I have considered various file formats. The major downside of JSON is that it is a streamed (i.e. non-indexed) format. Any modification to the published file list or included file metadata will require rewriting the entire file. Quick lookups for file hashes or a particular file path are also not possible.

The two most important users of this Share Index are the Share management software itself and Hubs. Hubs will periodically fetch and read a Share Index, and update their internal indices accordingly. This process requires reading the entire file anyway and can be done in a streaming fashion.

The Share management software is responsible for regular synchronization of this Share Index with the actual list of published files. This process could greatly benefit from fast path lookups to verify that the information in the Index is still correct. Likewise, a database format that supports insertion, deletion and updates of file metadata would avoid the need to completely rewrite the Share Index on each change. But there are two reasons to avoid such a database format:

Another downside of JSON is that binary data (i.e. file hashes) will need to be encoded using base58 or similar encodings. My hope is that the storage overhead is countered by the use of compression, and the additional CPU overhead is not significant enough to warrant a binary format.

JSON vs. XML or other formats: Largely a matter of preference. There's a fair amount of tooling available for JSON to aid manual inspection of Share Index files and JSON parsing is relatively simple and fast.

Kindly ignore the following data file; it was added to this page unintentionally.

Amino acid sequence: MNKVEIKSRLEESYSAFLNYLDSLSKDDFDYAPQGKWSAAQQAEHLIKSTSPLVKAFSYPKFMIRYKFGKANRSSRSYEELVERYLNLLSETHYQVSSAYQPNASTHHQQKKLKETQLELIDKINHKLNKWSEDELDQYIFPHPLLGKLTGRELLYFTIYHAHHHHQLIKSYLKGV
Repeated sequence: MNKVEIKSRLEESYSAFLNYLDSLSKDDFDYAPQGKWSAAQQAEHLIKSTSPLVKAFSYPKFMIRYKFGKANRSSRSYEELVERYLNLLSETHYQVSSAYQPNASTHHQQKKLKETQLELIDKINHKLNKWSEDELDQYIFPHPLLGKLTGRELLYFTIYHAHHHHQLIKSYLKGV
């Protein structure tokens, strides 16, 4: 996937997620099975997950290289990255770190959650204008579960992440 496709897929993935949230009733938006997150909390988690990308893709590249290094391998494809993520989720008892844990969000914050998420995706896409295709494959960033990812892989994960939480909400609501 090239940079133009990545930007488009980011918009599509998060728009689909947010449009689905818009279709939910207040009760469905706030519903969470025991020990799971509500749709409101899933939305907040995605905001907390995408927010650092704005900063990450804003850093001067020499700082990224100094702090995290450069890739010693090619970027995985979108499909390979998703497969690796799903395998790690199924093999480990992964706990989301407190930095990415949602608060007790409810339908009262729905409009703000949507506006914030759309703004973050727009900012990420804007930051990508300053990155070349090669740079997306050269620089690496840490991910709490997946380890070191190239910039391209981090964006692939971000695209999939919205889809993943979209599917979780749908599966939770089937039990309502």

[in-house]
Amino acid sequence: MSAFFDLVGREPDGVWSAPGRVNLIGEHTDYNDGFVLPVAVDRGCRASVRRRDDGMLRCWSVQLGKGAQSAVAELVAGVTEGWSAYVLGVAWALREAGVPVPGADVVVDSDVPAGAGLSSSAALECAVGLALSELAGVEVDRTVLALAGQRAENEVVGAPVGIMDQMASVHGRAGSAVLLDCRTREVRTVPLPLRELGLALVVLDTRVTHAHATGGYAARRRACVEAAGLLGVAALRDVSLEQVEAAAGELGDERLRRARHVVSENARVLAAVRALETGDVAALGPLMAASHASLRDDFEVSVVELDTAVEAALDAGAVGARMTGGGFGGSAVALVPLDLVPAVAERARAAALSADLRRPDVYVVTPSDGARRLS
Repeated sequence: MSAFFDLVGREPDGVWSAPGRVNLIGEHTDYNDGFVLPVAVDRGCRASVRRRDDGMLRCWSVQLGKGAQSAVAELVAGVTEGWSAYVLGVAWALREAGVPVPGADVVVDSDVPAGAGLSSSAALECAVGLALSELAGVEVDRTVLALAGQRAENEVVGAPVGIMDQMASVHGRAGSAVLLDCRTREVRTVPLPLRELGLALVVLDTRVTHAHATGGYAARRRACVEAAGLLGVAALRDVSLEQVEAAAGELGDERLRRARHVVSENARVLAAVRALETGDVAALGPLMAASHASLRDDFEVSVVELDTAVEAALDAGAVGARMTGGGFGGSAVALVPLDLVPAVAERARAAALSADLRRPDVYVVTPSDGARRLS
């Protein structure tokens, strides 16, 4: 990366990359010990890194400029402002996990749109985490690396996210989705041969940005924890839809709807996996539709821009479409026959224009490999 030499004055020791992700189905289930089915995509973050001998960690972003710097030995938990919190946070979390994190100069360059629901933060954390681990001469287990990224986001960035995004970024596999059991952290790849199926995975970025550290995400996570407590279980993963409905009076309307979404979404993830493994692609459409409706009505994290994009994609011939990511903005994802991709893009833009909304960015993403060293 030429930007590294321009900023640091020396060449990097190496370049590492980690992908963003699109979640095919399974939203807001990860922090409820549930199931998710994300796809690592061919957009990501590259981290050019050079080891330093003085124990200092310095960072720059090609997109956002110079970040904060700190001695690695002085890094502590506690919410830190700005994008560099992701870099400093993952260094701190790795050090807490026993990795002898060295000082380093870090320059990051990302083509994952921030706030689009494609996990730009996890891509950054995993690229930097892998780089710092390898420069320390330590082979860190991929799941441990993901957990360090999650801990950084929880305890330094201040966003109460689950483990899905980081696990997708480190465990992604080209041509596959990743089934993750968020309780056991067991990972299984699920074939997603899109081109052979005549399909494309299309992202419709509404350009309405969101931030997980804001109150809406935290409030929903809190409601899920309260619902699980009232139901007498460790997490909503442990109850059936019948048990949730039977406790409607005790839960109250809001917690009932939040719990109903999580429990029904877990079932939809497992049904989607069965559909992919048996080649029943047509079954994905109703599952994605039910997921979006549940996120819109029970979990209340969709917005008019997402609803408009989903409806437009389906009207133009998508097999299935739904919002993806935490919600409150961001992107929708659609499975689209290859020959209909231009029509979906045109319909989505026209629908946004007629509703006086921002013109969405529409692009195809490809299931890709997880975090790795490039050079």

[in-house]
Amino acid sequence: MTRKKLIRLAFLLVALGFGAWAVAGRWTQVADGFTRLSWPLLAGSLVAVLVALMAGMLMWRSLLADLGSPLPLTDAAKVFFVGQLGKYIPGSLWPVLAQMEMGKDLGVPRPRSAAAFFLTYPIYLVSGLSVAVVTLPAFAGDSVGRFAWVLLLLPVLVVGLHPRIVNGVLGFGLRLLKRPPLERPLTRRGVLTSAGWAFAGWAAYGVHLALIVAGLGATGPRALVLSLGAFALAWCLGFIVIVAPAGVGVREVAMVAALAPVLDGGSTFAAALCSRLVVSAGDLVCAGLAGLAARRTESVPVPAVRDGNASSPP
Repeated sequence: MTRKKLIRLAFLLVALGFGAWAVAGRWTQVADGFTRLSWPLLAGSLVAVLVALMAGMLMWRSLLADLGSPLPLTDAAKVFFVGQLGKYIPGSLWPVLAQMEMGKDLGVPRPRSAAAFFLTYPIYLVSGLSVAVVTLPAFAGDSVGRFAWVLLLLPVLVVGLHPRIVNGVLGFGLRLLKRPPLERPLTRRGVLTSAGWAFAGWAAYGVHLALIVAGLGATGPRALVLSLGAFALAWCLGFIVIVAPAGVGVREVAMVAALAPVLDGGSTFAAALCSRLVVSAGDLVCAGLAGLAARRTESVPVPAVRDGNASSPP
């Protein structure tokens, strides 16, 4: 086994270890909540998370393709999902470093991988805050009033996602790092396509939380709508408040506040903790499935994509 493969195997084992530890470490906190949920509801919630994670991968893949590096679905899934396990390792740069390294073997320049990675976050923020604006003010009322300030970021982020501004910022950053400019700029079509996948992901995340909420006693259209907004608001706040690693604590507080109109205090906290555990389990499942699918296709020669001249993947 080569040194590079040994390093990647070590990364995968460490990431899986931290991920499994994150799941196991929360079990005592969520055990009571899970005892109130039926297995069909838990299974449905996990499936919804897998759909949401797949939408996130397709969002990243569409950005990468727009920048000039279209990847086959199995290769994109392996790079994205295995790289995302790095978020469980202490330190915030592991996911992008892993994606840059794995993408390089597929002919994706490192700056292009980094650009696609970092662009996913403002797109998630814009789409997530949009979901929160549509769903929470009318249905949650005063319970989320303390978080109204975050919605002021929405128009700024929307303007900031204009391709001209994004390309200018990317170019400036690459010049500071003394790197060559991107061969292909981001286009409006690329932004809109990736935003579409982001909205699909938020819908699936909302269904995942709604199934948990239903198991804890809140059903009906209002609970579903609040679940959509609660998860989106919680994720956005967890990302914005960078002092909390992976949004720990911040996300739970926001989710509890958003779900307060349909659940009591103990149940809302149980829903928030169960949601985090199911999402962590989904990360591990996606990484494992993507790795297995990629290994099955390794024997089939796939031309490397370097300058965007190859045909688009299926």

The Index can grow pretty large (say, hundreds of megabytes, perhaps even gigabytes) for Shares with many files. This may cause Hubs to be unable to download the full Index if the network is slow and/or unreliable. It may be possible to split the Index up in multiple files, but this will complicate atomic updates and the Hub indexing process. See EfficientDirSync for a proposed solution.

As for the choice of Zstandard as compression algorithm:

Hash metadata

For each unique published file, a Share must provide a metadata file at the path /.chifs-share/meta/b2t:$HASH.json.zst, where $HASH is the full base58-encoded root hash of the file. This file holds a JSON object with metadata for the published file. The supported object fields are documented below in the File metadata. The following fields are required:

The Hash metadata is mainly of interest to clients that wish to download the file. It offers a simple and lightweight method for clients to grab the BLAKE2 intermediate hashes that they can use for incremental verification of downloaded files. Metadata that is relevant for searching and discovering files should be included in the Share Index (so that Hubs can just fetch that), but may also be replicated here.